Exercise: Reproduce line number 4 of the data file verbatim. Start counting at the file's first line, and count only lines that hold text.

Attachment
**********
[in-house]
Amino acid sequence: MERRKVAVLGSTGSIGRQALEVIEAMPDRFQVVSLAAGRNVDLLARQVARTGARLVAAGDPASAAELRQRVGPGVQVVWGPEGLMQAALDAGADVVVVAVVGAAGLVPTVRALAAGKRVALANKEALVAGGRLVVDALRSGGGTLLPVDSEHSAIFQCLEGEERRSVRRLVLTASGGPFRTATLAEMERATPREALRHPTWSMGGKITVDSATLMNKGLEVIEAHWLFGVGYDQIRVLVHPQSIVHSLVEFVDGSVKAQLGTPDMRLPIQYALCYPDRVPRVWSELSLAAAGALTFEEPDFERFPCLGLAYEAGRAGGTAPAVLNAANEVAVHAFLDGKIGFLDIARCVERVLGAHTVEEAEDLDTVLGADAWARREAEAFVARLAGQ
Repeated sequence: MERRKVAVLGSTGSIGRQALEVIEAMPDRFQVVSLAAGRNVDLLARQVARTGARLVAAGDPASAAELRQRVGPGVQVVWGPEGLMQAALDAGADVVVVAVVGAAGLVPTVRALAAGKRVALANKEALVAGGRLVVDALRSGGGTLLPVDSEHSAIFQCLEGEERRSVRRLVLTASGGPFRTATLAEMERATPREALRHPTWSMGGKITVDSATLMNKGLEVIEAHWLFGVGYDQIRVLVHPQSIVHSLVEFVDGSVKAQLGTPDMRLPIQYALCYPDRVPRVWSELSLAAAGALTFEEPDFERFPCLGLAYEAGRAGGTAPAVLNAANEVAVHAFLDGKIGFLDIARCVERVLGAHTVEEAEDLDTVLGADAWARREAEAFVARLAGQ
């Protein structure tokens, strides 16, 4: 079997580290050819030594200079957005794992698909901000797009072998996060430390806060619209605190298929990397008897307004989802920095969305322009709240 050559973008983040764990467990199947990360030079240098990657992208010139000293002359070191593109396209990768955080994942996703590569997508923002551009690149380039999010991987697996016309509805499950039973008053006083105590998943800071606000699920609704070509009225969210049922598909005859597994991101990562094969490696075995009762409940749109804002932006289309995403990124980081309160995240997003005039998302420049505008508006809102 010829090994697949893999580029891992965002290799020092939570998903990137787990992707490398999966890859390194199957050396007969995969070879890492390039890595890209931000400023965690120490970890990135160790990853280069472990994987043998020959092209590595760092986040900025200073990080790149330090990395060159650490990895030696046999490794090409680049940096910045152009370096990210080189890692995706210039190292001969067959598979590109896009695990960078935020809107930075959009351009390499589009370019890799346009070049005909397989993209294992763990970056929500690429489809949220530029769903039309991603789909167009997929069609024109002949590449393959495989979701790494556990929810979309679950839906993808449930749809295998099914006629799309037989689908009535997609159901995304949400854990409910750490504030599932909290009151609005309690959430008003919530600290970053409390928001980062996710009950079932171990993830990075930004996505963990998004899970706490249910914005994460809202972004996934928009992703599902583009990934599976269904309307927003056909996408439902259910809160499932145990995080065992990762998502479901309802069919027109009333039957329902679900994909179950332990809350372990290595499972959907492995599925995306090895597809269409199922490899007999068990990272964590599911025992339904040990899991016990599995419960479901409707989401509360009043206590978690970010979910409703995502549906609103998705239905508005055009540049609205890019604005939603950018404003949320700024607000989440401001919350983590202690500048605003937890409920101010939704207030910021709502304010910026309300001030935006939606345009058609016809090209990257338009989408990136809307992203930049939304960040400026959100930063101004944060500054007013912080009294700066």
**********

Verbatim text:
């Protein structure tokens, strides 16, 4: 079997580290050819030594200079957005794992698909901000797009072998996060430390806060619209605190298929990397008897307004989802920095969305322009709240 050559973008983040764990467990199947990360030079240098990657992208010139000293002359070191593109396209990768955080994942996703590569997508923002551009690149380039999010991987697996016309509805499950039973008053006083105590998943800071606000699920609704070509009225969210049922598909005859597994991101990562094969490696075995009762409940749109804002932006289309995403990124980081309160995240997003005039998302420049505008508006809102 010829090994697949893999580029891992965002290799020092939570998903990137787990992707490398999966890859390194199957050396007969995969070879890492390039890595890209931000400023965690120490970890990135160790990853280069472990994987043998020959092209590595760092986040900025200073990080790149330090990395060159650490990895030696046999490794090409680049940096910045152009370096990210080189890692995706210039190292001969067959598979590109896009695990960078935020809107930075959009351009390499589009370019890799346009070049005909397989993209294992763990970056929500690429489809949220530029769903039309991603789909167009997929069609024109002949590449393959495989979701790494556990929810979309679950839906993808449930749809295998099914006629799309037989689908009535997609159901995304949400854990409910750490504030599932909290009151609005309690959430008003919530600290970053409390928001980062996710009950079932171990993830990075930004996505963990998004899970706490249910914005994460809202972004996934928009992703599902583009990934599976269904309307927003056909996408439902259910809160499932145990995080065992990762998502479901309802069919027109009333039957329902679900994909179950332990809350372990290595499972959907492995599925995306090895597809269409199922490899007999068990990272964590599911025992339904040990899991016990599995419960479901409707989401509360009043206590978690970010979910409703995502549906609103998705239905508005055009540049609205890019604005939603950018404003949320700024607000989440401001919350983590202690500048605003937890409920101010939704207030910021709502304010910026309300001030935006939606345009058609016809090209990257338009989408990136809307992203930049939304960040400026959100930063101004944060500054007013912080009294700066």